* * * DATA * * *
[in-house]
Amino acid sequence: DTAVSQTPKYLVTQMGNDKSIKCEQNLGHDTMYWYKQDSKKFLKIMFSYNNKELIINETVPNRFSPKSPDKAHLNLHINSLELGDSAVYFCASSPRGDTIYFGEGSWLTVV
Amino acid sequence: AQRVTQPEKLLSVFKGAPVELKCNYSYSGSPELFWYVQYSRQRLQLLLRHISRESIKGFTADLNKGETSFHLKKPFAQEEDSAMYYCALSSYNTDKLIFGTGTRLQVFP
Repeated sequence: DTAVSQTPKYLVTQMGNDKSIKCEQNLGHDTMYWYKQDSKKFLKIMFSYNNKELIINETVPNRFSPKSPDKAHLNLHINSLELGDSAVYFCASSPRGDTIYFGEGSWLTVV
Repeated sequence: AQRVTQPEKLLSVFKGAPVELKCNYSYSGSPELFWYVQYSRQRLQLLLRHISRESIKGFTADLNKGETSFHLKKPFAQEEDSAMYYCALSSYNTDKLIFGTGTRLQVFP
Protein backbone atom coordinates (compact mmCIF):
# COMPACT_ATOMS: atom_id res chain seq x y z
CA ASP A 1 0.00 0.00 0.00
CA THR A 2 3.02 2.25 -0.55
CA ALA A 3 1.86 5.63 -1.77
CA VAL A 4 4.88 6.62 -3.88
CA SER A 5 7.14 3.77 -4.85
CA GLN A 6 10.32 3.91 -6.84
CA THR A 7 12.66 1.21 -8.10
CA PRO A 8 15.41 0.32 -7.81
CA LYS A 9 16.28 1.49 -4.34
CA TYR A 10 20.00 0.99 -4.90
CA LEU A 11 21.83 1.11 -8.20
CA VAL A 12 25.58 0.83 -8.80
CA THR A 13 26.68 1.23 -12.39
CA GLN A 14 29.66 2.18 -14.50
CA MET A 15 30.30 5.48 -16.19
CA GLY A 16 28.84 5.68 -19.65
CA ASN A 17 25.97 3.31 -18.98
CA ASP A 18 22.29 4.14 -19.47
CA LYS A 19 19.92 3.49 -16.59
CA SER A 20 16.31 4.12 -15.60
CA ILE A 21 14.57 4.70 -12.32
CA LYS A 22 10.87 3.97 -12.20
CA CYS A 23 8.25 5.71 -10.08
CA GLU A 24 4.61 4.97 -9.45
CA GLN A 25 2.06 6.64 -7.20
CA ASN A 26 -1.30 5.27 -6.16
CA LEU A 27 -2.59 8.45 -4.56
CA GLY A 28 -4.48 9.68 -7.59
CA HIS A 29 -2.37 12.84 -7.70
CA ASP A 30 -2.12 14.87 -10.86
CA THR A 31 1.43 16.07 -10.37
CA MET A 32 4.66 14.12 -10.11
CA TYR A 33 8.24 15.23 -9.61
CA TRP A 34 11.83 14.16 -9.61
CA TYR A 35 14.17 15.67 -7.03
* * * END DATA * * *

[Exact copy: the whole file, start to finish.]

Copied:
[in-house]
Amino acid sequence: DTAVSQTPKYLVTQMGNDKSIKCEQNLGHDTMYWYKQDSKKFLKIMFSYNNKELIINETVPNRFSPKSPDKAHLNLHINSLELGDSAVYFCASSPRGDTIYFGEGSWLTVV
Amino acid sequence: AQRVTQPEKLLSVFKGAPVELKCNYSYSGSPELFWYVQYSRQRLQLLLRHISRESIKGFTADLNKGETSFHLKKPFAQEEDSAMYYCALSSYNTDKLIFGTGTRLQVFP
Repeated sequence: DTAVSQTPKYLVTQMGNDKSIKCEQNLGHDTMYWYKQDSKKFLKIMFSYNNKELIINETVPNRFSPKSPDKAHLNLHINSLELGDSAVYFCASSPRGDTIYFGEGSWLTVV
Repeated sequence: AQRVTQPEKLLSVFKGAPVELKCNYSYSGSPELFWYVQYSRQRLQLLLRHISRESIKGFTADLNKGETSFHLKKPFAQEEDSAMYYCALSSYNTDKLIFGTGTRLQVFP
Protein backbone atom coordinates (compact mmCIF):
# COMPACT_ATOMS: atom_id res chain seq x y z
CA ASP A 1 0.00 0.00 0.00
CA THR A 2 3.02 2.25 -0.55
CA ALA A 3 1.86 5.63 -1.77
CA VAL A 4 4.88 6.62 -3.88
CA SER A 5 7.14 3.77 -4.85
CA GLN A 6 10.32 3.91 -6.84
CA THR A 7 12.66 1.21 -8.10
CA PRO A 8 15.41 0.32 -7.81
CA LYS A 9 16.28 1.49 -4.34
CA TYR A 10 20.00 0.99 -4.90
CA LEU A 11 21.83 1.11 -8.20
CA VAL A 12 25.58 0.83 -8.80
CA THR A 13 26.68 1.23 -12.39
CA GLN A 14 29.66 2.18 -14.50
CA MET A 15 30.30 5.48 -16.19
CA GLY A 16 28.84 5.68 -19.65
CA ASN A 17 25.97 3.31 -18.98
CA ASP A 18 22.29 4.14 -19.47
CA LYS A 19 19.92 3.49 -16.59
CA SER A 20 16.31 4.12 -15.60
CA ILE A 21 14.57 4.70 -12.32
CA LYS A 22 10.87 3.97 -12.20
CA CYS A 23 8.25 5.71 -10.08
CA GLU A 24 4.61 4.97 -9.45
CA GLN A 25 2.06 6.64 -7.20
CA ASN A 26 -1.30 5.27 -6.16
CA LEU A 27 -2.59 8.45 -4.56
CA GLY A 28 -4.48 9.68 -7.59
CA HIS A 29 -2.37 12.84 -7.70
CA ASP A 30 -2.12 14.87 -10.86
CA THR A 31 1.43 16.07 -10.37
CA MET A 32 4.66 14.12 -10.11
CA TYR A 33 8.24 15.23 -9.61
CA TRP A 34 11.83 14.16 -9.61
CA TYR A 35 14.17 15.67 -7.03